The first sanctification of the Epiphany (The Enlightenment) takes place in church on the eve of the holiday. The big sanctification takes place the following day, January 6, the day of the Epiphany.
A procession is formed and follows whatever road that leads to the sea. Up in front of the procession are the cherub icons, followed by the priests dressed in their best holiday splendor, then the VIPs, followed by all the people. In the bigger cities, the procession becomes more elaborate with the addition of music and military contingents. At the end of the sanctification ceremony a priest throws a cross into the water, thus blessing the waters.
Then, those who dare - mostly the younger people of the village - jump in the usually icy water and compete in retrieving the cross. The one who brings the cross up to the surface will enjoy good luck and health for the entire year
Each year, more of the ancient traditions of Carnival are being revived in Greece, so in Gythio.
"Burnt Thursday" or Tsiknopempti is celebrated eleven days before the start of Lent. The "Burnt" part refers to the grilling of meats, a big part of the celebration of this day. The weekend following "Burnt Thursday" will also have parties and other events; technically, that Sunday is the last allowable day for eating meat and is sometimes called "Meat-eating Sunday". The best Greek restaurants will be crowded on this day - but seafood places are a safe bet to have tables available!
For the traveler to Greece, the most vigorous party is on the weekend prior to the end of the Carnival season. This is followed by Clean Monday or "Ash Monday", a generally family-oriented day where kite-flying prevail.
Carnival in Greece is related to the pagan rituals of the ancient worship celebrations to Dionysus, the God of wine, agriculture, fertility, dance, and fun. The ancient Greeks held this wine and dance festival in February/March to celebrate spring. There was a parade with a Dionysos figure, fancy dress, and masks.
On the 25th of March the Greeks and the Greek diaspora around the world celebrate the Greek War of Independence or the Greek Revolution. These events took place between 1821 and 1832 and liberated the country from the Ottoman Empire.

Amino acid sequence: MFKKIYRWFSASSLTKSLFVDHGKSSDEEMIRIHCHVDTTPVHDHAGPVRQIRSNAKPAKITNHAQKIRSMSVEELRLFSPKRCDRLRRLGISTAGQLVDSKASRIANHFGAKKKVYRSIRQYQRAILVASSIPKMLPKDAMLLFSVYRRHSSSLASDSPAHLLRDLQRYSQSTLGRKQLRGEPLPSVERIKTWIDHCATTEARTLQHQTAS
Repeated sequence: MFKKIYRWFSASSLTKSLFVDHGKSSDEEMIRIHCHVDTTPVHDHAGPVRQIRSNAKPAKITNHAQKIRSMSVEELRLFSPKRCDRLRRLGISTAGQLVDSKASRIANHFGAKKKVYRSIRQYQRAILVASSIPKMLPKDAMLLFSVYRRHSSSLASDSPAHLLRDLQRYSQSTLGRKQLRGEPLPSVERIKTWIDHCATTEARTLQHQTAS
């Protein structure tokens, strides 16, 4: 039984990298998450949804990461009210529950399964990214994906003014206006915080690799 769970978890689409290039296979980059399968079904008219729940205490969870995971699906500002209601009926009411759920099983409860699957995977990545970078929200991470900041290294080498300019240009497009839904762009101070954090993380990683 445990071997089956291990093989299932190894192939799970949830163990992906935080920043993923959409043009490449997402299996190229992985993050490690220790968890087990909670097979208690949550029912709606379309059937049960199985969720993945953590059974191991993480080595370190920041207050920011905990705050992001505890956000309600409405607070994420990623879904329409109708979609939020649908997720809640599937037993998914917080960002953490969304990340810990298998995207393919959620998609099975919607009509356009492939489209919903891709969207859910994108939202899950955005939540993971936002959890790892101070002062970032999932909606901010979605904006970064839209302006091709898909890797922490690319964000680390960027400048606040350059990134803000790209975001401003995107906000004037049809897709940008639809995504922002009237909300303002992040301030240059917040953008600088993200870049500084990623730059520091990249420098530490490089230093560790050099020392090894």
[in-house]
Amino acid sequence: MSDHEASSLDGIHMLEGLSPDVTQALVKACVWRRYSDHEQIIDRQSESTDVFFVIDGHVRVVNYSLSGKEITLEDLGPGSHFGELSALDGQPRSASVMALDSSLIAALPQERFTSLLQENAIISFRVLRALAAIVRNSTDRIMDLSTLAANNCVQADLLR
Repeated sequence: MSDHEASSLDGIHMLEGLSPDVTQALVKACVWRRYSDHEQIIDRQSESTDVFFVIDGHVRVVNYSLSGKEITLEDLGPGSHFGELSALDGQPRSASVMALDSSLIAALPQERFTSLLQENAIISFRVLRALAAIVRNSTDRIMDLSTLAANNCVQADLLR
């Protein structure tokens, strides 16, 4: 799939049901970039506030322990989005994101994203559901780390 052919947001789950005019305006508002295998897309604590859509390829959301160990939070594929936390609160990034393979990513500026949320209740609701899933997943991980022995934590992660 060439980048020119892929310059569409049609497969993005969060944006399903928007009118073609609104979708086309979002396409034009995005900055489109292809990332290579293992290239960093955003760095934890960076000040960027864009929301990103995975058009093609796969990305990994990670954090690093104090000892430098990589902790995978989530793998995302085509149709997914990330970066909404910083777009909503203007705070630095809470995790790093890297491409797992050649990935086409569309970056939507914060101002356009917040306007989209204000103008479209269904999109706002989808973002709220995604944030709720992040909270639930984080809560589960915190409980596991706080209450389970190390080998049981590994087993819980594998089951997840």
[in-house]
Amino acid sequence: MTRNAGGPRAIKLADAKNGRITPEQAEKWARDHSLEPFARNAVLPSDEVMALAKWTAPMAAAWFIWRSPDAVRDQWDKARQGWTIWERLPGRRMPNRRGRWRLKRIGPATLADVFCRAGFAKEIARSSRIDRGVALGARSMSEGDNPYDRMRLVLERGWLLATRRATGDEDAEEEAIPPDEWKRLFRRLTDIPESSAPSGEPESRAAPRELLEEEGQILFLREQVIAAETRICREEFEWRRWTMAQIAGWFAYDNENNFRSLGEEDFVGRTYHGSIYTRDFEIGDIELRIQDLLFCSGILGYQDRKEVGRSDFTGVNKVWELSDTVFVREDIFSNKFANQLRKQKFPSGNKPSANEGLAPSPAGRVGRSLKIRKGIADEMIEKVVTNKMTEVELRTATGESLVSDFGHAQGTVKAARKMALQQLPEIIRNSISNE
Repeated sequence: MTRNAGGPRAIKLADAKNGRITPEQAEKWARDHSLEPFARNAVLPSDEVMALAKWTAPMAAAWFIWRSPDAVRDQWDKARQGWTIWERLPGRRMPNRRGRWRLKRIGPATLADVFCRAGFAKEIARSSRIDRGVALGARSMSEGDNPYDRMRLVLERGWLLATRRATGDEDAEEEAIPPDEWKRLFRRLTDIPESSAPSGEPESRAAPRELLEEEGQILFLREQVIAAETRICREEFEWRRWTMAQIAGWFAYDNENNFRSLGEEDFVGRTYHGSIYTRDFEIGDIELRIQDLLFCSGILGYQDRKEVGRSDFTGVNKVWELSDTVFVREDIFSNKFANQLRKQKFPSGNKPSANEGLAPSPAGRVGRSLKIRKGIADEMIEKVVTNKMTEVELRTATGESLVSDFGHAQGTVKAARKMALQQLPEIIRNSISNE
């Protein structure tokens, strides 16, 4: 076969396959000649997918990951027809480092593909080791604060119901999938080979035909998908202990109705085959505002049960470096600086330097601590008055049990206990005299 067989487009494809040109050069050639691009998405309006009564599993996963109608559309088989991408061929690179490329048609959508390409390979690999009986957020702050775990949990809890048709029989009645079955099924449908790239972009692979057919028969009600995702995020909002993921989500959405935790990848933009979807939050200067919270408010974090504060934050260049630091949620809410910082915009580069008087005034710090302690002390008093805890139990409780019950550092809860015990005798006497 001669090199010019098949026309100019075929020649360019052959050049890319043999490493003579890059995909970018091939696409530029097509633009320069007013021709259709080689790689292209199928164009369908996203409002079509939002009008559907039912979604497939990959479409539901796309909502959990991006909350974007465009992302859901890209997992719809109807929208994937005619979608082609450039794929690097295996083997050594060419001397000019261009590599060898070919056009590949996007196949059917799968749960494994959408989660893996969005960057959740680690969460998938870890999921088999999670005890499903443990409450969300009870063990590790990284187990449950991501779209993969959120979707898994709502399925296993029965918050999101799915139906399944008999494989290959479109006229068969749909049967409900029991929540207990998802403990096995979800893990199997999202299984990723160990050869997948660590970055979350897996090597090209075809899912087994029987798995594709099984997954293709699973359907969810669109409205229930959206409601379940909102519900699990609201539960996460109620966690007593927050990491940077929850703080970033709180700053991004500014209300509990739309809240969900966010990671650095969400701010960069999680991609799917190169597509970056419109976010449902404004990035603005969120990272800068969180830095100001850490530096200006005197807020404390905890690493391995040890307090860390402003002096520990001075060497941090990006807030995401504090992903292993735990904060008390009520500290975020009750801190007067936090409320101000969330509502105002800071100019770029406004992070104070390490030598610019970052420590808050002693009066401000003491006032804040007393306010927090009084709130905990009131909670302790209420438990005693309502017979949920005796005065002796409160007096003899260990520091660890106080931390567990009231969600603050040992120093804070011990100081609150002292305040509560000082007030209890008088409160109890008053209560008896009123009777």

The Peloponnese plays a crucial role in the history of Greek Independence. On March 17, 1821, war was declared against the Ottoman Empire by the Maniots at Areopoli in the Peloponnese capital of Mani
In celebration of Greek Independence Day, towns and villages throughout Greece, so also in Gythio, hold a military as well as a school flag parade, during which schoolchildren march in traditional Greek costume and carry Greek flags.
During the summer months August until September of each year the Municipality of Eastern Mani with its Mayor domicile in Gythio organizes a lot of cultural events, with traditional and modern music, theatre, exhibitons and other events also especially for children.
Every year, round 14 to 20 September, in Gythio takes place a commercial fair. Merchants and vendors from all over Greece gather here to sell their goods under tents. You can buy almost anything at this "Panigyri", clothes, kitchen utensils, agricultural tools, carpets, curtain fabrics, silverware, toys, accessories, forklore handicrafts etc.
The traditional food served at this fair is "bouzopoula", which is the name of roasted pork, only in Peloponese.
Other delicacies you can eat are desserts, such as "loukoumades", (doughnuts in syrup), "halvas farsalon", which is a labour intensive procedure to make it and is made only by experts in large caldrons, "pastelli" (sesame seed candy) etc.
Otherwise "kalamboki", which is grilled corn on the cob, salted pop corn etc.